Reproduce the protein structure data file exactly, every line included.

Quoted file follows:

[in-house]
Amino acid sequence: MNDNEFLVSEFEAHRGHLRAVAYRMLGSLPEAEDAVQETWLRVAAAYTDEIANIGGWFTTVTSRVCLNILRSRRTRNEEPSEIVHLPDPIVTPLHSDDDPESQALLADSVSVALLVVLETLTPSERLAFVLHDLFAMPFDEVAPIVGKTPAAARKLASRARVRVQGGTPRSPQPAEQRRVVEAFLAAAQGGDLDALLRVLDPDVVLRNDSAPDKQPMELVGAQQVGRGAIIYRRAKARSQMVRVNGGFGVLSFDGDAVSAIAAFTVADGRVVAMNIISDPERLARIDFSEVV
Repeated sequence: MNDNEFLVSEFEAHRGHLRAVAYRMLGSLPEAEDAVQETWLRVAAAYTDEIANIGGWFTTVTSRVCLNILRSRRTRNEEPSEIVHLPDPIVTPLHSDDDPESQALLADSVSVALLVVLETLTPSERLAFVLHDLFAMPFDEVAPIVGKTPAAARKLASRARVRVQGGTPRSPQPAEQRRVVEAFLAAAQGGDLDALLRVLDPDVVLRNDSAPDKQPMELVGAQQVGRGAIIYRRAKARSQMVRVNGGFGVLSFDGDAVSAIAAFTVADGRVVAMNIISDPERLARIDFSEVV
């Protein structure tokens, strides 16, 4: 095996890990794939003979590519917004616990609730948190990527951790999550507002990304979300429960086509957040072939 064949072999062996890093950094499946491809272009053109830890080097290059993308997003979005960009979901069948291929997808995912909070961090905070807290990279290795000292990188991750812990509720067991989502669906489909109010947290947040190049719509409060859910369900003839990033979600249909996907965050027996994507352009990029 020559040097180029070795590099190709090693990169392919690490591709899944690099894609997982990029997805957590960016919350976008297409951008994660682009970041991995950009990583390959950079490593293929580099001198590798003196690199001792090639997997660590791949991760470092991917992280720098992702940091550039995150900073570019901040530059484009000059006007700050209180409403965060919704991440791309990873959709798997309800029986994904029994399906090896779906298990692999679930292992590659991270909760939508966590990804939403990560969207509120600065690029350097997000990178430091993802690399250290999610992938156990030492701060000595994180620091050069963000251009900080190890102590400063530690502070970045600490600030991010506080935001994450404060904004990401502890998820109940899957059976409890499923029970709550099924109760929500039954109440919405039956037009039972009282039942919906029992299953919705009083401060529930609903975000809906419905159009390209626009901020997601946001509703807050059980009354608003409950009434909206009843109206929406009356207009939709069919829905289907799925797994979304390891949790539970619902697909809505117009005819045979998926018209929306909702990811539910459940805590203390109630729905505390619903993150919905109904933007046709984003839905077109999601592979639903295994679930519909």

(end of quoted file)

[in-house]
Amino acid sequence: MNDNEFLVSEFEAHRGHLRAVAYRMLGSLPEAEDAVQETWLRVAAAYTDEIANIGGWFTTVTSRVCLNILRSRRTRNEEPSEIVHLPDPIVTPLHSDDDPESQALLADSVSVALLVVLETLTPSERLAFVLHDLFAMPFDEVAPIVGKTPAAARKLASRARVRVQGGTPRSPQPAEQRRVVEAFLAAAQGGDLDALLRVLDPDVVLRNDSAPDKQPMELVGAQQVGRGAIIYRRAKARSQMVRVNGGFGVLSFDGDAVSAIAAFTVADGRVVAMNIISDPERLARIDFSEVV
Repeated sequence: MNDNEFLVSEFEAHRGHLRAVAYRMLGSLPEAEDAVQETWLRVAAAYTDEIANIGGWFTTVTSRVCLNILRSRRTRNEEPSEIVHLPDPIVTPLHSDDDPESQALLADSVSVALLVVLETLTPSERLAFVLHDLFAMPFDEVAPIVGKTPAAARKLASRARVRVQGGTPRSPQPAEQRRVVEAFLAAAQGGDLDALLRVLDPDVVLRNDSAPDKQPMELVGAQQVGRGAIIYRRAKARSQMVRVNGGFGVLSFDGDAVSAIAAFTVADGRVVAMNIISDPERLARIDFSEVV
């Protein structure tokens, strides 16, 4: 095996890990794939003979590519917004616990609730948190990527951790999550507002990304979300429960086509957040072939 064949072999062996890093950094499946491809272009053109830890080097290059993308997003979005960009979901069948291929997808995912909070961090905070807290990279290795000292990188991750812990509720067991989502669906489909109010947290947040190049719509409060859910369900003839990033979600249909996907965050027996994507352009990029 020559040097180029070795590099190709090693990169392919690490591709899944690099894609997982990029997805957590960016919350976008297409951008994660682009970041991995950009990583390959950079490593293929580099001198590798003196690199001792090639997997660590791949991760470092991917992280720098992702940091550039995150900073570019901040530059484009000059006007700050209180409403965060919704991440791309990873959709798997309800029986994904029994399906090896779906298990692999679930292992590659991270909760939508966590990804939403990560969207509120600065690029350097997000990178430091993802690399250290999610992938156990030492701060000595994180620091050069963000251009900080190890102590400063530690502070970045600490600030991010506080935001994450404060904004990401502890998820109940899957059976409890499923029970709550099924109760929500039954109440919405039956037009039972009282039942919906029992299953919705009083401060529930609903975000809906419905159009390209626009901020997601946001509703807050059980009354608003409950009434909206009843109206929406009356207009939709069919829905289907799925797994979304390891949790539970619902697909809505117009005819045979998926018209929306909702990811539910459940805590203390109630729905505390619903993150919905109904933007046709984003839905077109999601592979639903295994679930519909």